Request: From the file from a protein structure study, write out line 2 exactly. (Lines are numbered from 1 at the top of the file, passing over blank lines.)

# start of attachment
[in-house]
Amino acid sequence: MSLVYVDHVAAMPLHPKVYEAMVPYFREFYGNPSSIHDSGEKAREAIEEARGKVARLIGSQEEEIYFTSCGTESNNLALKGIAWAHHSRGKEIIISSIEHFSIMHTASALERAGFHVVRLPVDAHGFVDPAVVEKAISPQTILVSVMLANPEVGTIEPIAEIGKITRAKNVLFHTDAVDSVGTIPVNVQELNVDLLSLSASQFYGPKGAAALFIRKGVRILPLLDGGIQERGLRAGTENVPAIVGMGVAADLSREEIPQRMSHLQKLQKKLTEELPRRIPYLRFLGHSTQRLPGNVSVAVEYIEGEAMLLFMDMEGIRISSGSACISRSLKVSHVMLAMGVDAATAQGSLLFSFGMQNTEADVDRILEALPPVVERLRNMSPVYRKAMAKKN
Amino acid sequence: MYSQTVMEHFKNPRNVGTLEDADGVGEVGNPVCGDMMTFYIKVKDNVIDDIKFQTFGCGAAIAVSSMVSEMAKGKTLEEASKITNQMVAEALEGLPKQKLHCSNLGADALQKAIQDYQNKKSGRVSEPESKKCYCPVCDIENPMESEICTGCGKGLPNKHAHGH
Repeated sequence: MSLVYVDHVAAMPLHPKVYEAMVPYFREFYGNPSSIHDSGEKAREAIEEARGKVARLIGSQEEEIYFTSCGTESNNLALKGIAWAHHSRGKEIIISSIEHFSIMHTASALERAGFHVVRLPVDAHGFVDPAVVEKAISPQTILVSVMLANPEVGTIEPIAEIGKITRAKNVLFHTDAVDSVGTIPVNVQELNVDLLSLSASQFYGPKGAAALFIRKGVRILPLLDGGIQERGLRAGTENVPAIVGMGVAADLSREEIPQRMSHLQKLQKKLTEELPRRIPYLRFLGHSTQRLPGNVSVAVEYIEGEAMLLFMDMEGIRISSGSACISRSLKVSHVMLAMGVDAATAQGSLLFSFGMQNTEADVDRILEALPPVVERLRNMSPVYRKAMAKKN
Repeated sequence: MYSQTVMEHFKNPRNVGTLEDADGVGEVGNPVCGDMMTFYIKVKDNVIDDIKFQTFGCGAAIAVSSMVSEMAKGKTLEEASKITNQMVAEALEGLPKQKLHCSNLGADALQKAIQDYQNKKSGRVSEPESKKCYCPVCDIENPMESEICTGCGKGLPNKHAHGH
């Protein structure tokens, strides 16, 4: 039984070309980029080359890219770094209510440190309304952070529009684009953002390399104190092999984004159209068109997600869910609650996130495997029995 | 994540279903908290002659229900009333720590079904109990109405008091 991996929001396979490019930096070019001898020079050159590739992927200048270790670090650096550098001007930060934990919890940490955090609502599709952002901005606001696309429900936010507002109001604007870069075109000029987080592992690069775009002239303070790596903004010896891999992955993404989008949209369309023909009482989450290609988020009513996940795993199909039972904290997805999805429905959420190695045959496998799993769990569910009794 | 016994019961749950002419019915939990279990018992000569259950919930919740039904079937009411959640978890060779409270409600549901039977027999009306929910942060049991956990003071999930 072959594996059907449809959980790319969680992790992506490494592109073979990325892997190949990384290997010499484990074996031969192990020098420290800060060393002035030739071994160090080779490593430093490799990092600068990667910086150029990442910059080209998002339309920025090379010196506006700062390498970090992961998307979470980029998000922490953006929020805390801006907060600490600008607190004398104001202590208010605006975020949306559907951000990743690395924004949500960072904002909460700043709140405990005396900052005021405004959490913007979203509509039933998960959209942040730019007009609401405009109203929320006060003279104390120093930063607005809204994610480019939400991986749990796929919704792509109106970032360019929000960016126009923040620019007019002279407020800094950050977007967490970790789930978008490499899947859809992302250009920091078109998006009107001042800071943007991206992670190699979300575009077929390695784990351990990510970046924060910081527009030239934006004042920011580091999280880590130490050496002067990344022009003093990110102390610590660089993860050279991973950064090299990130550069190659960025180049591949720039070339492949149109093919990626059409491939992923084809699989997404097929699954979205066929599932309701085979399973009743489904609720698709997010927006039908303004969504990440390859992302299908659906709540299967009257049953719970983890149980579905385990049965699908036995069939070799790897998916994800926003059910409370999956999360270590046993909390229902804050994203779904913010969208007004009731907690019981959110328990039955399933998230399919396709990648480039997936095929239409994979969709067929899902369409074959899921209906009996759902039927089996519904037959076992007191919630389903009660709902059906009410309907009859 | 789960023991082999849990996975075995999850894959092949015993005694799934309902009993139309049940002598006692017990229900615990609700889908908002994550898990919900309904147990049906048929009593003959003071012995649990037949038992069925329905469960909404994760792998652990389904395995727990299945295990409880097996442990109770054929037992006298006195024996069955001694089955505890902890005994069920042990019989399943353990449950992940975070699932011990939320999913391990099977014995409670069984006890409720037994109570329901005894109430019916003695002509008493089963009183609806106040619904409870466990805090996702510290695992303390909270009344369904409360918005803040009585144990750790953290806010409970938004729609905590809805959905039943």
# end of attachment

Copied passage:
Amino acid sequence: MSLVYVDHVAAMPLHPKVYEAMVPYFREFYGNPSSIHDSGEKAREAIEEARGKVARLIGSQEEEIYFTSCGTESNNLALKGIAWAHHSRGKEIIISSIEHFSIMHTASALERAGFHVVRLPVDAHGFVDPAVVEKAISPQTILVSVMLANPEVGTIEPIAEIGKITRAKNVLFHTDAVDSVGTIPVNVQELNVDLLSLSASQFYGPKGAAALFIRKGVRILPLLDGGIQERGLRAGTENVPAIVGMGVAADLSREEIPQRMSHLQKLQKKLTEELPRRIPYLRFLGHSTQRLPGNVSVAVEYIEGEAMLLFMDMEGIRISSGSACISRSLKVSHVMLAMGVDAATAQGSLLFSFGMQNTEADVDRILEALPPVVERLRNMSPVYRKAMAKKN